Past, present and future of the National Green Tribunal in India

Visala Annamalai, Cohort 2018

Abstract

The National Green Tribunal has been a platform to realize the right to access to environmental justice in India from 2011 onwards. However, lately, the functioning of the Tribunal has been crippled majorly due to the lack of commitment towards keeping this institution alive. This has led to the temporary closure of the four zonal benches leaving only the principal bench in New Delhi alive. This thesis will trace the history of this Tribunal and reflect it on its present and future; the implications of the temporary closure and its impact on the right to access to environmental justice. The right to access to environmental justice is constructed in the light of right to environment and the right to access to justice. The value of this research is that it helps us see the dynamics of commitment towards environmental protection and justice through the lens of affected parties like lawyers. The argument is that the right to access to environmental justice will be dented when the will towards keeping the institution alive decreases. The results are based on a qualitative research undertaken by the researcher. Six lawyers associated to the National Green Tribunal were interviewed in person to answer the questions raised. The researcher has also relied on existing secondary data to trace the timeline of the Tribunal. The research has led to the conclusion that there is visible lethargy in keeping the institution alive; however, the commitment is not completely absent. The current scenario has further affected the right to access to environmental justice. Finally, the researcher explores possible solutions and alternatives to the issue. While getting the NGT fully functional again will solve most of the problem, the complete access to justice will be achieved with reforms in the existing judicial institutions.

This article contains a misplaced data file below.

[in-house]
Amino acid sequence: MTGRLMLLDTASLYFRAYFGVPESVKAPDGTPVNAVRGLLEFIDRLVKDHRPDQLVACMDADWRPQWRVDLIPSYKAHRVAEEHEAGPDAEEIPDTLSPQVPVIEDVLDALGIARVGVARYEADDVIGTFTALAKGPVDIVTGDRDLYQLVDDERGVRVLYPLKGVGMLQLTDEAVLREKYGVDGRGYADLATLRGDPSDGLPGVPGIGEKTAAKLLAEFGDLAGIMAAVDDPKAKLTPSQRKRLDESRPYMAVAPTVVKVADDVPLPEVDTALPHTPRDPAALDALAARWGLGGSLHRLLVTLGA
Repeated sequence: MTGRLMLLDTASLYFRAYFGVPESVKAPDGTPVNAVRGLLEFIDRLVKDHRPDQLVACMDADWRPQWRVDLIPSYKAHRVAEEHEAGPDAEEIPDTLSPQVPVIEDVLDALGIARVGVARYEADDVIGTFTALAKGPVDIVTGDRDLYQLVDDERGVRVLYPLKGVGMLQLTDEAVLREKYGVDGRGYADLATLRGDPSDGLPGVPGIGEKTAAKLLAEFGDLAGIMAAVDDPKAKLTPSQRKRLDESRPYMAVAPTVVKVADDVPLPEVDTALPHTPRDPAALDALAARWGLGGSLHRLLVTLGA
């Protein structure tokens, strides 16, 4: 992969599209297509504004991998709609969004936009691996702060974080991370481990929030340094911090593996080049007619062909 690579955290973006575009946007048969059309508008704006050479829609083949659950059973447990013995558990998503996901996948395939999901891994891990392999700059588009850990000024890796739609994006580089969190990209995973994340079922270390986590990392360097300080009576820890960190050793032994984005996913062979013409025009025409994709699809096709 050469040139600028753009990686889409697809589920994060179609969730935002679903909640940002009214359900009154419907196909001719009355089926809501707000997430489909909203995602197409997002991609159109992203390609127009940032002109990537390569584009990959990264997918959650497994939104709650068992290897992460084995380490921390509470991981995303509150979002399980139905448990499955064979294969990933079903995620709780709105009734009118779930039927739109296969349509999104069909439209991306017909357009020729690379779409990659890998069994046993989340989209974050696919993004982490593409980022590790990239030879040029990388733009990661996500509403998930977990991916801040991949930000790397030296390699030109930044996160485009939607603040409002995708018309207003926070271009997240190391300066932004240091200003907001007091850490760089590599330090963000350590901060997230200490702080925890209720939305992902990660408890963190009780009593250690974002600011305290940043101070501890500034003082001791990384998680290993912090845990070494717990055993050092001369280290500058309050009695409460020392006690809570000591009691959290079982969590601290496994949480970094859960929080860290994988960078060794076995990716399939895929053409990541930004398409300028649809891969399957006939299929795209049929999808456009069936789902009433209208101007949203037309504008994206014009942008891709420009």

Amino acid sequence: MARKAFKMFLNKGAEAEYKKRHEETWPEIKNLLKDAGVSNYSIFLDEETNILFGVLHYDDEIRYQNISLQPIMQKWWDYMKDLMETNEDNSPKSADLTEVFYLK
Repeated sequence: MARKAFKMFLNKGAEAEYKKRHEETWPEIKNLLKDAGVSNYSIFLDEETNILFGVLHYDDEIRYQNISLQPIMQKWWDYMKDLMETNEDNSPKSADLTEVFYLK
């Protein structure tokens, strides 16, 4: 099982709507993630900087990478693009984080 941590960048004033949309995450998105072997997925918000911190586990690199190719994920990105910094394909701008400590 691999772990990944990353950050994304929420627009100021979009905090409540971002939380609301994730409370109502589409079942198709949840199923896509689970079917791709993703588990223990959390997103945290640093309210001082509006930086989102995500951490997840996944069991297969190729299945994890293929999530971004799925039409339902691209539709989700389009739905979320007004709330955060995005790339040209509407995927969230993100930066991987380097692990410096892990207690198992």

Key words: political will; access to justice; National Green Tribunal; environment

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